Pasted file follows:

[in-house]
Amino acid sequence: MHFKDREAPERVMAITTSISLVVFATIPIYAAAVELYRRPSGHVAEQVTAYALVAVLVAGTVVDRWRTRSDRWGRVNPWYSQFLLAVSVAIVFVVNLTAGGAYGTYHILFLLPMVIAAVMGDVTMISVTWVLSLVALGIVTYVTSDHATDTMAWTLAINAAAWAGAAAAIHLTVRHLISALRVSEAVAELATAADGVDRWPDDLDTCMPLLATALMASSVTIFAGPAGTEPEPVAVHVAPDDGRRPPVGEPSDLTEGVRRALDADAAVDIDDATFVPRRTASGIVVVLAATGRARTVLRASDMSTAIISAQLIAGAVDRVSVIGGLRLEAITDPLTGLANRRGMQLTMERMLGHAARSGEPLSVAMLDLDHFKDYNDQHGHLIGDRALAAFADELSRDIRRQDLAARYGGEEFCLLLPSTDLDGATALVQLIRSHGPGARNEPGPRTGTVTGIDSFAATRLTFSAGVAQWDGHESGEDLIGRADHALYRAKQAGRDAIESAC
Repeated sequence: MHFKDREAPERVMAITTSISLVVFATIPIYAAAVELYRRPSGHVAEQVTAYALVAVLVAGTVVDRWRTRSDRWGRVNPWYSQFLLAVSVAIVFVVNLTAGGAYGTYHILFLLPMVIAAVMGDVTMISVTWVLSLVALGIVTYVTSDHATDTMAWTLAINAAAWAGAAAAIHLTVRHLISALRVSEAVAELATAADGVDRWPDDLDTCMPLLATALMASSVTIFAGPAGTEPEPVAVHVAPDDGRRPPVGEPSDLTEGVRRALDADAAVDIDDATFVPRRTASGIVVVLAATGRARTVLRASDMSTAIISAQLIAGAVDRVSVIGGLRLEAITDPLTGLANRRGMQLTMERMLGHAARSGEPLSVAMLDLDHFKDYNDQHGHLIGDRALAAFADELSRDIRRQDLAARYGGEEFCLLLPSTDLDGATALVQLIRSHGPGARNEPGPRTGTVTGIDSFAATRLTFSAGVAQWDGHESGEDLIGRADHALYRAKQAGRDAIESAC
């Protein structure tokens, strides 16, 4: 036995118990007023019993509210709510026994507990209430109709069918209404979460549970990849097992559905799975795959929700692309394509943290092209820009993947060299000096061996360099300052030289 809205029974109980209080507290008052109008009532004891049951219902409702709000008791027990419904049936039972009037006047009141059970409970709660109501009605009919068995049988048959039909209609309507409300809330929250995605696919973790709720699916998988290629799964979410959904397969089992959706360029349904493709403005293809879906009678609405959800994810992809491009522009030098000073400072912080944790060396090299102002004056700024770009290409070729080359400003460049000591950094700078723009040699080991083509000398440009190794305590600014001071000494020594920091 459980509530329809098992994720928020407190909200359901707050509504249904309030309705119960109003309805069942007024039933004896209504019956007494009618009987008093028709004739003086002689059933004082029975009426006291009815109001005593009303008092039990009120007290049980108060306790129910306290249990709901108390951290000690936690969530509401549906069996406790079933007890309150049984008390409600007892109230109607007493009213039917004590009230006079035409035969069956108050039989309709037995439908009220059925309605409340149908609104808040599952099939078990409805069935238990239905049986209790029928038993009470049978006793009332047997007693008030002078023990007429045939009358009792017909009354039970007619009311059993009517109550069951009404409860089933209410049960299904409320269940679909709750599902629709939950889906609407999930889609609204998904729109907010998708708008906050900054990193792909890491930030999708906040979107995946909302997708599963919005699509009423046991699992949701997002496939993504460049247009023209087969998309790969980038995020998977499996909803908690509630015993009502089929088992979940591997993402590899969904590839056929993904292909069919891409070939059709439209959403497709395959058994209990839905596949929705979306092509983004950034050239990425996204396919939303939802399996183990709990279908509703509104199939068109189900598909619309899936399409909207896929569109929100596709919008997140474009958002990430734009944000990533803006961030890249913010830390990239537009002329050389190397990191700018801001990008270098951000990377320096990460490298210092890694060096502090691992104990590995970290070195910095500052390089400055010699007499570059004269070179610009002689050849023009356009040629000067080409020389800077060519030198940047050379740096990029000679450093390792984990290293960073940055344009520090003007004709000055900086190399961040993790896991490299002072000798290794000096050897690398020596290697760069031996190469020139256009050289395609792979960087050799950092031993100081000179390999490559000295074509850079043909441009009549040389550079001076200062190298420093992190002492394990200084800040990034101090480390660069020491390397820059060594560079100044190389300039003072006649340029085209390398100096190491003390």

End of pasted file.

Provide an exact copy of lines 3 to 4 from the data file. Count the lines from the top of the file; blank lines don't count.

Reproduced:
Repeated sequence: MHFKDREAPERVMAITTSISLVVFATIPIYAAAVELYRRPSGHVAEQVTAYALVAVLVAGTVVDRWRTRSDRWGRVNPWYSQFLLAVSVAIVFVVNLTAGGAYGTYHILFLLPMVIAAVMGDVTMISVTWVLSLVALGIVTYVTSDHATDTMAWTLAINAAAWAGAAAAIHLTVRHLISALRVSEAVAELATAADGVDRWPDDLDTCMPLLATALMASSVTIFAGPAGTEPEPVAVHVAPDDGRRPPVGEPSDLTEGVRRALDADAAVDIDDATFVPRRTASGIVVVLAATGRARTVLRASDMSTAIISAQLIAGAVDRVSVIGGLRLEAITDPLTGLANRRGMQLTMERMLGHAARSGEPLSVAMLDLDHFKDYNDQHGHLIGDRALAAFADELSRDIRRQDLAARYGGEEFCLLLPSTDLDGATALVQLIRSHGPGARNEPGPRTGTVTGIDSFAATRLTFSAGVAQWDGHESGEDLIGRADHALYRAKQAGRDAIESAC
């Protein structure tokens, strides 16, 4: 036995118990007023019993509210709510026994507990209430109709069918209404979460549970990849097992559905799975795959929700692309394509943290092209820009993947060299000096061996360099300052030289 809205029974109980209080507290008052109008009532004891049951219902409702709000008791027990419904049936039972009037006047009141059970409970709660109501009605009919068995049988048959039909209609309507409300809330929250995605696919973790709720699916998988290629799964979410959904397969089992959706360029349904493709403005293809879906009678609405959800994810992809491009522009030098000073400072912080944790060396090299102002004056700024770009290409070729080359400003460049000591950094700078723009040699080991083509000398440009190794305590600014001071000494020594920091 459980509530329809098992994720928020407190909200359901707050509504249904309030309705119960109003309805069942007024039933004896209504019956007494009618009987008093028709004739003086002689059933004082029975009426006291009815109001005593009303008092039990009120007290049980108060306790129910306290249990709901108390951290000690936690969530509401549906069996406790079933007890309150049984008390409600007892109230109607007493009213039917004590009230006079035409035969069956108050039989309709037995439908009220059925309605409340149908609104808040599952099939078990409805069935238990239905049986209790029928038993009470049978006793009332047997007693008030002078023990007429045939009358009792017909009354039970007619009311059993009517109550069951009404409860089933209410049960299904409320269940679909709750599902629709939950889906609407999930889609609204998904729109907010998708708008906050900054990193792909890491930030999708906040979107995946909302997708599963919005699509009423046991699992949701997002496939993504460049247009023209087969998309790969980038995020998977499996909803908690509630015993009502089929088992979940591997993402590899969904590839056929993904292909069919891409070939059709439209959403497709395959058994209990839905596949929705979306092509983004950034050239990425996204396919939303939802399996183990709990279908509703509104199939068109189900598909619309899936399409909207896929569109929100596709919008997140474009958002990430734009944000990533803006961030890249913010830390990239537009002329050389190397990191700018801001990008270098951000990377320096990460490298210092890694060096502090691992104990590995970290070195910095500052390089400055010699007499570059004269070179610009002689050849023009356009040629000067080409020389800077060519030198940047050379740096990029000679450093390792984990290293960073940055344009520090003007004709000055900086190399961040993790896991490299002072000798290794000096050897690398020596290697760069031996190469020139256009050289395609792979960087050799950092031993100081000179390999490559000295074509850079043909441009009549040389550079001076200062190298420093992190002492394990200084800040990034101090480390660069020491390397820059060594560079100044190389300039003072006649340029085209390398100096190491003390």